Last week British authorities and Martin Wheatley, the U.K.’s chief financial regulator, announced changes to improve the accuracy and reliability of Libor during a press conference in London. This follows recent EU parliamentary hearings on the subject.
Mr. Wheatley’s recommendations include closer regulatory scrutiny, better governance and more accountability for banks contributing to the rate. The reforms will also remove the British Bankers’ Association as the administrator of the rate and will hold an open competition to find a new, independent organization to run Libor.
Bloomberg CEO Dan Doctoroff had this to say about Wheatley’s recommendations:
“The speech is indicative of the extraordinary work Mr. Wheatley and his team have accomplished in an extremely short period of time. I agree with the observation that Libor cannot be immediately replaced, but must be immediately reformed, as I stated in my testimony at the European Parliament’s hearing on Monday (September 24th). Importantly, Mr. Wheatley’s speech recognizes and encourages the ongoing international debate regarding alternatives for Libor in the longer term. Bloomberg is consulting broadly with stakeholders to develop an index that will address this critical need — an index characterized by accuracy, transparency, impartiality and data-based objectivity.”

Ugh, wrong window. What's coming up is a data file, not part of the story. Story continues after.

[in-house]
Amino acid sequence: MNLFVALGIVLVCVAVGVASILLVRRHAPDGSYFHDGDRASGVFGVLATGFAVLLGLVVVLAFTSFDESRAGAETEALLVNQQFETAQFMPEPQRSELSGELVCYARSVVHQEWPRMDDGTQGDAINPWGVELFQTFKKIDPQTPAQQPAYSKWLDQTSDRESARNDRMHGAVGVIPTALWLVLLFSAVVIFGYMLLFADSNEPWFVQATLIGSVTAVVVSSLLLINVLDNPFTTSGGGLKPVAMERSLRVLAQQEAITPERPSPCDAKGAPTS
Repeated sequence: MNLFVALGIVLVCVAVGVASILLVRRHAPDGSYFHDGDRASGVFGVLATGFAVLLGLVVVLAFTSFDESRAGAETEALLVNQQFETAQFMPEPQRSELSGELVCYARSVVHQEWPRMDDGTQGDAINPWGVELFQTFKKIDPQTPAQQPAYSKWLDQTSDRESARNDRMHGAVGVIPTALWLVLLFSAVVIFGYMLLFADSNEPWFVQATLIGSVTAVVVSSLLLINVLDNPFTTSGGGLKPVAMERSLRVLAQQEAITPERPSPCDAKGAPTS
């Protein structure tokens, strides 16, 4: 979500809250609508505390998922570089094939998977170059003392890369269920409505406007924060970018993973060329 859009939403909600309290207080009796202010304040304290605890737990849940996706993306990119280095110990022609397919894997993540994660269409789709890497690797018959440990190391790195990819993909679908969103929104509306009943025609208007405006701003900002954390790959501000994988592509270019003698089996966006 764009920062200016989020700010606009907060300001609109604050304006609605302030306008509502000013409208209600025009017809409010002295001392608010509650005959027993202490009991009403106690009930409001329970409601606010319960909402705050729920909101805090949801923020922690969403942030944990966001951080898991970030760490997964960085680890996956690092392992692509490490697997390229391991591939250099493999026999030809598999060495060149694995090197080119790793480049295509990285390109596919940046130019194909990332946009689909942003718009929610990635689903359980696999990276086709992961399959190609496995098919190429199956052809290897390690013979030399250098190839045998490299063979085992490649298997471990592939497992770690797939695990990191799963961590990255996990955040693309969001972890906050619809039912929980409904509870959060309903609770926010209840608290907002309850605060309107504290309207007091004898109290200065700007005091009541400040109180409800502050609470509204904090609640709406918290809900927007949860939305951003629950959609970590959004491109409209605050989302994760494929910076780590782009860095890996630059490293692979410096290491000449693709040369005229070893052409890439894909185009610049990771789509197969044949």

Bloomberg has proposed its own alternative to Libor, Blibor, a data-based index, which would more accurately measure the rate at which banks lend to each other, using actual market transactions, rather than estimates.
The EU Parliament’s Economic and Monetary Affairs Committee is expected to vote on Oct. 8th on related Libor market issues.
To read Dan Doctoroff’s testimony at the EU parliamentary hearing on Libor and learn more about the Blibor alternative visit here.
Darren Grubb, Bloomberg Communications